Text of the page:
|A G&G and a EG....nearly identical but seems to be a slight difference in the leather used in the facing (could be wrong though)|
That being, you see now how they all vary and how EG’s leather will be different from C&J handgrade, which will be different to G&G and Lobb and Corthay etc…. Plus then you have to factor in that a lot of them then get their leather from different tanneries that produce different types of leather. For example, many English factories tend to source leather from Italian/German/Polish tanneries that produce a thicker, heavier and thus stiffer leather whereas many French makers will get them from French tanneries that produce a typically lighter weight, thinner and thus more flexible leather. Whether one is better than the other is subjective really. I believe that the ones that British makers get tends to hold its shape a bit better where some very high grade French calf skin are so soft that they crease very easily. It does not take quality away from the leather but many people associate the idea of bad leather when it creates a lot of wrinkles. So as you can see, the leather quality to a shoe is a tricky concept grasp as there are so many components that make it up and thus comparing leather qualities is even trickier, but allow me to say that they are all different and some are definitely better than others…..
|Belly used on the inside quarter/counter -- not great, but not uncommon for a shoe £200-£300|
Sunday, June 16, 2013
Friday, June 14, 2013
It's always a pleasure coming into contact with shoes that you have always seen online but never in person. I have always been quite intrigued with shoemaking from the "Eastern" part of Europe, as it is quite different than your makers here in England/France/Italy. You find that their shoes tend to be a bit more heavy looking and feeling. That doesn't mean that they are like bricks or anything, as you can clearly see here, since this shoe is still quite refined. But it would appear that they either use tanneries that cut a thicker leather or that they really put a lot into the shoe, the stuff that you don't see on the surface, but feel when wearing them. You typically find that they too use a heavier sole, but this was clearly not the case in this model which looked to be a blind, almost pump like stitch, or even a blake stitch by hand. Hard to say really, but nonetheless what I loved most about this shoe was the immaculate shade of the leather and how lovely it shined up. It's a shame that Mr. Januszkiewicz, who is somewhere in his 80's, did not train anyone up to pass on his knowledge, but luckily he is not the only shoemaker in Poland, so we will just have to count on Mr. Jan Kielman to keep the trade alive....
Oh and by the way, they were only around £600
Thursday, June 13, 2013
The other day, I came across this loafer by New & Lingwood (as a customer brought it in for a shine) and noticed how its design was quite similar to my Marcos loafer. When I designed it I thought that I had created something quite unique by extending the penny strap all the way to the heel, but after seeing this, I really realize that the phrase, 'nothing is new under the sun,' has its significance for a reason. Even though the idea is similar, the execution is a bit different with respects to mine. I still appreciated it all the same though, especially as it shows thoughtful execution of design, something that I find New & Lingwood does quite well. The leather was exquisite and I was having a hard time understanding if this was a N&L made by C&J or EG. The leather quality made me think EG but it was not quite as refined as an EG would be which threw me off a bit...nonetheless, it was lovely and I was happy to see it as it was a bit different than your same 'ol tassel loafer!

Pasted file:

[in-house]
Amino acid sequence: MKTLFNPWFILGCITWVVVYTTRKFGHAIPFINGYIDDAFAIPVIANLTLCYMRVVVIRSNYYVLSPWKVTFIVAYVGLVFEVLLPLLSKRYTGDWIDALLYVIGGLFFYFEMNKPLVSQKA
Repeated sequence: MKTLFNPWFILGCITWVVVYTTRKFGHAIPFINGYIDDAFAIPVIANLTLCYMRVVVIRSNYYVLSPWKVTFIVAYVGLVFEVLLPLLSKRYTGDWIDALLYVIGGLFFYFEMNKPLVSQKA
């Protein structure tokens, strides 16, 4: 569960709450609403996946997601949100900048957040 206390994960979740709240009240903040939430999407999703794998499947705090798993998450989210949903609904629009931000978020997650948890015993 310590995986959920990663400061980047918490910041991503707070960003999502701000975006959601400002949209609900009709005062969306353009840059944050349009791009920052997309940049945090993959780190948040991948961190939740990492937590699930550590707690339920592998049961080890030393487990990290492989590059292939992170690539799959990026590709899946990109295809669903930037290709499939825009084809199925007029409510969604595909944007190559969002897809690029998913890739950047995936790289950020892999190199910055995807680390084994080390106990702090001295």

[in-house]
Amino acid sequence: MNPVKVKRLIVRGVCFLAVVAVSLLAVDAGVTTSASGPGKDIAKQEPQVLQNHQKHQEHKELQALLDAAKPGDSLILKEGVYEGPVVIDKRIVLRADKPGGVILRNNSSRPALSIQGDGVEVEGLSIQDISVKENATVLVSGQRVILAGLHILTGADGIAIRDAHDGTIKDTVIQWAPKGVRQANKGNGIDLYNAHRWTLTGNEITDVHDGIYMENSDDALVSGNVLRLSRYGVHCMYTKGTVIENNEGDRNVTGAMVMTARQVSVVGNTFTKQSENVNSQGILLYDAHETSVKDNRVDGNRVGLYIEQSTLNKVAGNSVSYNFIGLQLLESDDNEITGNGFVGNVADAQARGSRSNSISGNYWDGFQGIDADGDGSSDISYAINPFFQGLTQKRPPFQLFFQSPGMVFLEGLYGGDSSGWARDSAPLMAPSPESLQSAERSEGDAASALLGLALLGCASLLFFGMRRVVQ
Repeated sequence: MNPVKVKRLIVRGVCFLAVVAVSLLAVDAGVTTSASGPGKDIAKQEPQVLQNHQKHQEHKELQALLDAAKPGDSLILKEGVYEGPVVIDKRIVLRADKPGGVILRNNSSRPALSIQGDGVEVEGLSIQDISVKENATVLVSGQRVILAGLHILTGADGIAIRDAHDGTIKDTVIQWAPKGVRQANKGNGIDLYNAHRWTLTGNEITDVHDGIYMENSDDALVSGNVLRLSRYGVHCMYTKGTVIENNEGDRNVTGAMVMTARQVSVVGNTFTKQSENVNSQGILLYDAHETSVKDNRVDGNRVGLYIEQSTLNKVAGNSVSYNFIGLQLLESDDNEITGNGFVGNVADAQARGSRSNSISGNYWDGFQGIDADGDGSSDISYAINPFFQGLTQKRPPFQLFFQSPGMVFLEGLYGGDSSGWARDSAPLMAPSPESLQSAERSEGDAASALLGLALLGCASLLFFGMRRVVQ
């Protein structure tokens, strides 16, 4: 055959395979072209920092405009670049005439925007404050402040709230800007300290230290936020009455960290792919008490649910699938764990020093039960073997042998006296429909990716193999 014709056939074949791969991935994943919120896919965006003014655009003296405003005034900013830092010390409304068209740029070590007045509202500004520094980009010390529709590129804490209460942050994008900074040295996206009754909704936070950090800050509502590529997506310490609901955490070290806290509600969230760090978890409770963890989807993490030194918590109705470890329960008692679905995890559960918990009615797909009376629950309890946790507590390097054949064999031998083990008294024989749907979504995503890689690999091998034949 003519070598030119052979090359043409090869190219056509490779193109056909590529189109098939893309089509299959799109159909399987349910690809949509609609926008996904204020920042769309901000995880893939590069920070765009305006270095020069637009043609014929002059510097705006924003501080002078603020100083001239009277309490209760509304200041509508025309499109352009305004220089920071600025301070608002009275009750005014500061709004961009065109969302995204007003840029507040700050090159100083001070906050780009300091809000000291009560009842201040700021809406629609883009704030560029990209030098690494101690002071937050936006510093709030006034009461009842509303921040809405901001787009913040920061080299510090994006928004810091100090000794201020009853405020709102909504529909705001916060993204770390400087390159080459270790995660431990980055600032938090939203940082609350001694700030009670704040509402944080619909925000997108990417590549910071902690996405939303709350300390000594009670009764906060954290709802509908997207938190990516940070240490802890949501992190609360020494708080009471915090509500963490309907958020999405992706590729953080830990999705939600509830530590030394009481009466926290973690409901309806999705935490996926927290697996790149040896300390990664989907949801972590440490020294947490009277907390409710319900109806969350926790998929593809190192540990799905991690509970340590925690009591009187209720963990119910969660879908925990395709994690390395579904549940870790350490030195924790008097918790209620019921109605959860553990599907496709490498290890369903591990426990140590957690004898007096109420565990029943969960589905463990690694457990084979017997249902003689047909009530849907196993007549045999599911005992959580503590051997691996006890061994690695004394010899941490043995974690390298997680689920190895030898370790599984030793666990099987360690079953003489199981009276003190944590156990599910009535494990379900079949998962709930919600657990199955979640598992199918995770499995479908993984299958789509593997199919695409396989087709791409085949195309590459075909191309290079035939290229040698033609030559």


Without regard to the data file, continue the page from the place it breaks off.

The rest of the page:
Wednesday, June 12, 2013
The key to creating great footwear is through experimentation and while you probably are sick and tired of hearing me harp on and on about all of the Japanese shoemakers and their skills, one cannot deny their ability to make beautiful pieces that stand out like an oasis in the Sahara desert! And most of them are created through their lack of fear in experimentation. This spectator not only defies the rationale behind the idea that 'nothing is perfect' but literally leaves me grasping for breath as I drool over the shape of the last, a shape that is so immaculately elegant yet extremely hard to achieve. What's even crazier is that their women's shoes are just as beautiful and elegant as their men's. So ladies, if you are interested in unique bespoke footwear, I believe that a trip to Japan is definitely in order, as it is for me!! The only problem is that the more that I discover new brands, such as TYE Shoemaker the more that I realize that a trip to Japan will just involve visits to shoemakers and not an actual holiday of appreciating the country for all of it's beauty. I will need a month there! Nevertheless, as I am sure that I will be able to justify it at some point in my life, until then I will continue tallying up the beauties, like these, that continue to define the epitome of great footwear!
Tuesday, June 11, 2013
|Just in case you can't tell, that is green pebble grain on the left....beautiful!|